@ You got can of worms to put down the fortified egg nog long enough to respond to you
And by god, you got CoW to put down the nog long enough, again, to respond to you, in a paroxysm of anger and despair.
I am part of a family of the worst sort. raised in the gutter. never even met any 'heads of hospitals'. however we are loveable, and very cute and, in the workings of our strange brain, we are the best future stakeholders
When do I ‘put down the eggnog’? Hmmm. if I had any sense I wouldn’t, I guess. Anyway some of the conversations here are about things I do not know anything about, like, for example, American politics or intl law. Some are about things I know so well that they seem obvious & tired, like, for example, about the thousand crimes and perversions of Zionism. My fur frizzes when I trip along some shared sets of assumptions, that come at you like gaping traps where you really didn’t expect them…
(and now, I tell myself: CoW, please please please just be quiet. And by god I will.)
edit: In no way am I, in the least, critiquing the original excellent article, much less the family, but just the comment that, “it showed us what a solid hardworking family she came from, people of restraint and dignity. This is the sort of family that is essential as stakeholders in any vision of a future for Israel and Palestine”
I was again trying to locate where the evidence of praiseworthy restraint came from, and what I could find was this: “Hadil’s family said the Israeli military must produce CCTV footage captured by cameras at the checkpoint that show the knife came from Hadil, ‘or shut up.’ ” (--as if all the IOF were doing was talking--)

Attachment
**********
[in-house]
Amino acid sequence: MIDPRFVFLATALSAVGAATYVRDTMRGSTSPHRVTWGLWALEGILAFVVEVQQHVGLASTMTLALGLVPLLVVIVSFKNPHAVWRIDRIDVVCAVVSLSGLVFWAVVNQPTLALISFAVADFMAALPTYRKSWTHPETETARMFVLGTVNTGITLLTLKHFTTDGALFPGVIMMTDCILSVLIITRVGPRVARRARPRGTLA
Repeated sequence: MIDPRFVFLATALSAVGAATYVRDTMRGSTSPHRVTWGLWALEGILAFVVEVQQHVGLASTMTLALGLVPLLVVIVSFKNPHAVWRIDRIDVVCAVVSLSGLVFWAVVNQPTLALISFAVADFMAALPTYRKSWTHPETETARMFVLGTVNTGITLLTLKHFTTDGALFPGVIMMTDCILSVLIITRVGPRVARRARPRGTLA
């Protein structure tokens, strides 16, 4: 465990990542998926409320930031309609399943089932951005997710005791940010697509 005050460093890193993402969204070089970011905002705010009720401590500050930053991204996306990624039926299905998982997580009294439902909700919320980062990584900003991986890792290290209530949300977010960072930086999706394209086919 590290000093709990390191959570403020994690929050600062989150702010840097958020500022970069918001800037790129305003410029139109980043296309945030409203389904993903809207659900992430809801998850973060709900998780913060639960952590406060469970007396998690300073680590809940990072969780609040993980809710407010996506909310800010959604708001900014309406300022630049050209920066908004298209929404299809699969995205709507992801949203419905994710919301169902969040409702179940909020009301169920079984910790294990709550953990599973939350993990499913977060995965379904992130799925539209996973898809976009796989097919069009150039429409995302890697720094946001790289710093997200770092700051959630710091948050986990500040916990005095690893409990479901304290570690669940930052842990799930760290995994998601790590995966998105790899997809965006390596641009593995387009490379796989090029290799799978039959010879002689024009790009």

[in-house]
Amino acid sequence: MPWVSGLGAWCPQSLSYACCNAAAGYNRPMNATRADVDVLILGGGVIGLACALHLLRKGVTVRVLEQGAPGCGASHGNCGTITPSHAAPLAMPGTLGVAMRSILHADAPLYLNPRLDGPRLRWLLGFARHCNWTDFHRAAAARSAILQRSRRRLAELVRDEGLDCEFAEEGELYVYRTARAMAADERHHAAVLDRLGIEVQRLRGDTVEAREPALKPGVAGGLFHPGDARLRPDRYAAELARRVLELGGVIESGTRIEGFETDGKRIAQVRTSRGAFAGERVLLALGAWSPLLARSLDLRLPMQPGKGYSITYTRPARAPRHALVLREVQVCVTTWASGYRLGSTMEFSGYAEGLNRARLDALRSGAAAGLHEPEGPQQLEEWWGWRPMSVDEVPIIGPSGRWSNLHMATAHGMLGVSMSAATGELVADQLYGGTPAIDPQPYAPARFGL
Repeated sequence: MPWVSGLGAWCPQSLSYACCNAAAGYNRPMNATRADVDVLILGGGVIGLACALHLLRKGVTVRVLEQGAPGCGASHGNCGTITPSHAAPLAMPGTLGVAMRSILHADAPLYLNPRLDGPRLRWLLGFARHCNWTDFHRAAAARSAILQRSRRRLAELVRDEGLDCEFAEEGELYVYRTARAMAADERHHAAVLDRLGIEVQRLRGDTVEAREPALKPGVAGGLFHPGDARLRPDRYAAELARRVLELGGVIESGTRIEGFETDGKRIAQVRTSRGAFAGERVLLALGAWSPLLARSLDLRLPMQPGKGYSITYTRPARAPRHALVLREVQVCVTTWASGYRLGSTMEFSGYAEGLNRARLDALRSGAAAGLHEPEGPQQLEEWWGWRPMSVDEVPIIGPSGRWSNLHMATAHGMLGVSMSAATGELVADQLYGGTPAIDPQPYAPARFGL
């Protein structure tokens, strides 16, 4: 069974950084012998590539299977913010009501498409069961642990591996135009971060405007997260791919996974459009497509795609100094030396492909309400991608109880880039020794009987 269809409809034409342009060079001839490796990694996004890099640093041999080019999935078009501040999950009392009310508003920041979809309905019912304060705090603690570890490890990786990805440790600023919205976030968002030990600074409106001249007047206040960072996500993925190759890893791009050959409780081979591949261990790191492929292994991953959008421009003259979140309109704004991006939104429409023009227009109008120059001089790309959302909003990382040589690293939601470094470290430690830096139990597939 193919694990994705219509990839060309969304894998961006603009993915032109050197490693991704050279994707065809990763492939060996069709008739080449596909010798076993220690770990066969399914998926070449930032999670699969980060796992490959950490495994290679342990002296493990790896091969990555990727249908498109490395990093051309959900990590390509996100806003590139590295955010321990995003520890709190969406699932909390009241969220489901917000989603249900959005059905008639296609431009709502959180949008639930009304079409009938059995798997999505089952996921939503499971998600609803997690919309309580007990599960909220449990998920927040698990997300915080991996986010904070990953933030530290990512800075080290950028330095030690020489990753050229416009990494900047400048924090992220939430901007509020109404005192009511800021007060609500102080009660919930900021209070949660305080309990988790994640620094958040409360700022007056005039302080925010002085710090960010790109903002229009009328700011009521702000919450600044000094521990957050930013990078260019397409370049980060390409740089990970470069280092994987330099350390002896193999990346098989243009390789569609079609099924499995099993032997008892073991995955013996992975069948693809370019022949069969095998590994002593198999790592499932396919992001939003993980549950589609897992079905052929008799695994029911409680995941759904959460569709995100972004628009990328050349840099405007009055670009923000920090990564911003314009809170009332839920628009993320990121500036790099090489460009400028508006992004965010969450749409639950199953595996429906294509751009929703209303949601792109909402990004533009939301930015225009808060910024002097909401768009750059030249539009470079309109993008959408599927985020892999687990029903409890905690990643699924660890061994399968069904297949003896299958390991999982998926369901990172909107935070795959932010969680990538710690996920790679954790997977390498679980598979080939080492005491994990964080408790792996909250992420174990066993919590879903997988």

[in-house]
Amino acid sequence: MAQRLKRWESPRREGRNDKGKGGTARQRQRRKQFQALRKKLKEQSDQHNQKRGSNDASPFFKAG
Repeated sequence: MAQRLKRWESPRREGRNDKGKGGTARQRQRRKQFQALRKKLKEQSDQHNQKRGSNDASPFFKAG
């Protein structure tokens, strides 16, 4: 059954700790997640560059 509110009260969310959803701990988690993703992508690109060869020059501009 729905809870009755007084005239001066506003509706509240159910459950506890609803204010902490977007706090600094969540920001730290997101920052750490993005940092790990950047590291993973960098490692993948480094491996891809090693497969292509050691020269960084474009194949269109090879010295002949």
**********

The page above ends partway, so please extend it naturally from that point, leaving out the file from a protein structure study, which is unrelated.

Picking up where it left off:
Please understand, we "rabbits" always get the sense that we aren’t hardworking enough, aren’t full of restraint, and, essentially, that nobody really cares for you as the future’s stakeholder.
And, as one speaking in an occupation, I also find it hard when what is praised is restraint. It just touches a nerve.
Who can really praise either uprising , or restraint?
And as a rabbit, again, this is what happens -- people just suppose they got you to come out of your hole, whereas you were simply traipsing along, like a happy go lucky, in a world where everything is already perfectly articulated.
“It showed us what a solid hardworking family she came from, people of restraint and dignity. This is the sort of family that is essential as stakeholders in any vision of a future for Israel and Palestine”
Firstly , who are you to be praising restraint? For crying out loud.
Nothing like moderates praising restraint . “I have almost reached the regrettable conclusion that the Negro's great stumbling block in his stride toward freedom is …the white moderate … who constantly says: ‘I agree with you in the goal you seek, but I cannot agree with your methods....” (Dr. King)
Secondly , “This is the sort of family that is essential as stakeholders in any vision of a future”
Who are you to be saying what “sort of family” is essential as stakeholders? All families are essential as stakeholders!
Thirdly , correct me if I’m wrong, but I don’t see anywhere in the article any indication of what “this sort of family” is . The only things I could find in the article regarding the family are:
---- (1) Hadil’s father: “Salah al-Hashlamoun, 55, a doctor and head of a hospital in Hebron”
---- (2) Hadil’s mother: “Hadil’s mother Rawhide al-Hashlamoun, 47.”
Sooooooo…. What makes “this sort of family” what is “essential” as “stakeholders”?
That the father was a medical professional??? Or perhaps, that the mother was 47? --Ah! I see your point.
Sounds just like a nice, err, modern, err, Western, err, "hardworking" (protestant work ethic!), err, “restrained” (reasonable, subdued, unobtrusive, non-savage) family, just what should be "essential" for "stakeholders".